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This article was written by Warwick William Wroth and was published in 1895
Joseph Planta, diplomatist, was born on 2 July 1787 at the British Museum, of which institution his father, Joseph Planta was an official. He was educated by his father, and at Eton, and in 1802, when only fifteen, was appointed by Lord Hawkesbury a clerk in the foreign office. In 1807 Canning promoted him to the post of précis writer, and employed him as his private secretary till 1809.
Planta was an intimate friend of Lord Stratford de Redcliffe, and made a tour of the English lakes with him in 1813. He was secretary to Lord Castlereagh in the same year, during the mission to the allied sovereigns, which terminated by the treaty of Paris in 1814. He attended Castlereagh at the congress of Vienna in 1815, and brought to London the treaty of peace signed at Paris in November 1815. He was also with Castlereagh at the congress of Aix-la-Chapelle in 1818. From May 1827 till November 1830 he was one of the joint secretaries of the treasury, and in 1834 was made a privy councillor. Planta was instrumental in the founding of the Carlton Club.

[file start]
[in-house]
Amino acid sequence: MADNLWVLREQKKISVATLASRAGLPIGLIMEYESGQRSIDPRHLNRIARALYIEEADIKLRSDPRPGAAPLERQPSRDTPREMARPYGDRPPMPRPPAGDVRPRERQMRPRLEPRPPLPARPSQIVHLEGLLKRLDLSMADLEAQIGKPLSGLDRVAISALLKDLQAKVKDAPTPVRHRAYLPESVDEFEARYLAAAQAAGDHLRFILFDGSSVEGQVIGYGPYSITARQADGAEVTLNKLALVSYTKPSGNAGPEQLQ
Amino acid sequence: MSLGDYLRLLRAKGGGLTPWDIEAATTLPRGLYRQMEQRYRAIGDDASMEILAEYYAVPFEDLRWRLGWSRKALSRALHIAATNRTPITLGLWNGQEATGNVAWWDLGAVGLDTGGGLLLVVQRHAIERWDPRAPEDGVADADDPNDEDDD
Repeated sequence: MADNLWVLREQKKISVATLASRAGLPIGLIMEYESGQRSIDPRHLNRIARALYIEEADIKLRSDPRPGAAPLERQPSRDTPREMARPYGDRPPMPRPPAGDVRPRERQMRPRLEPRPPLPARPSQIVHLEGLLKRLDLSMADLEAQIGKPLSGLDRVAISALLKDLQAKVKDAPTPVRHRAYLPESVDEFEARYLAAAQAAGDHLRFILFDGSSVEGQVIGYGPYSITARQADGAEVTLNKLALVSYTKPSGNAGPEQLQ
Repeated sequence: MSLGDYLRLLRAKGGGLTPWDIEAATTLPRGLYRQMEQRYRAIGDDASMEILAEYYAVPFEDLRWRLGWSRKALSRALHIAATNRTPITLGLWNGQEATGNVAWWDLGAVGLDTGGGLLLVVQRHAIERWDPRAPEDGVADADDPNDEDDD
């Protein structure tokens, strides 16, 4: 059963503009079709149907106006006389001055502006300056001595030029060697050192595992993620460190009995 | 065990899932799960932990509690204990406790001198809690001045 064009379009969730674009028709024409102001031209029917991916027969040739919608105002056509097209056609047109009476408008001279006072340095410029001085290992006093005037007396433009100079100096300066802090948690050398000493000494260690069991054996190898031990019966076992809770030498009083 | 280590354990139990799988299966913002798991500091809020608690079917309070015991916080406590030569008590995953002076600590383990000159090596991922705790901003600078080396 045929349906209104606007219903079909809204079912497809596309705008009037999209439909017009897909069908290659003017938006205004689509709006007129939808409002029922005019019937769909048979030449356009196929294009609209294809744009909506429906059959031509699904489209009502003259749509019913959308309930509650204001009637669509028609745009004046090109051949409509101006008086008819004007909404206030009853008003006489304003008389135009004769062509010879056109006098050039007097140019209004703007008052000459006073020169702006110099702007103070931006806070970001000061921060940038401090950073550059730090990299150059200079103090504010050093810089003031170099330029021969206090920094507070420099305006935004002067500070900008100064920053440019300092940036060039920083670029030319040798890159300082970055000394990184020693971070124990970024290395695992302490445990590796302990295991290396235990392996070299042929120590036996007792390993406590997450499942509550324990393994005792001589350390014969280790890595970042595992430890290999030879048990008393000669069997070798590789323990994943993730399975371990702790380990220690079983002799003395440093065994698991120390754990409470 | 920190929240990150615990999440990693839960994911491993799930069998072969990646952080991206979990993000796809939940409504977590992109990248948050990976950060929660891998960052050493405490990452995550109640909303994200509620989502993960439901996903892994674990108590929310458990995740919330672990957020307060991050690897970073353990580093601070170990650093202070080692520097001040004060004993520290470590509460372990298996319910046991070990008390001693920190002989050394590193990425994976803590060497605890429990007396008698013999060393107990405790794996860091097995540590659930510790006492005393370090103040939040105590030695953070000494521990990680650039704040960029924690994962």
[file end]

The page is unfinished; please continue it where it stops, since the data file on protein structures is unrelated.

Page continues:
He was elected M.P. for Hastings in 1827, 1830, 1837, and 1841. In 1844 he resigned his seat through ill-health, and his death took place in London on 5 April, 1847. By his will Planta left his entire property to his wife, and recommended the destruction of his papers. He lived in London for many years, at No. 10 Chandos Street, Cavendish Square, and about 1832 resided at Fairlight House, near Hastings in Sussex. Lord Stratford describes Planta as ‘an amiable, kind-hearted friend, and an excellent man of business.’
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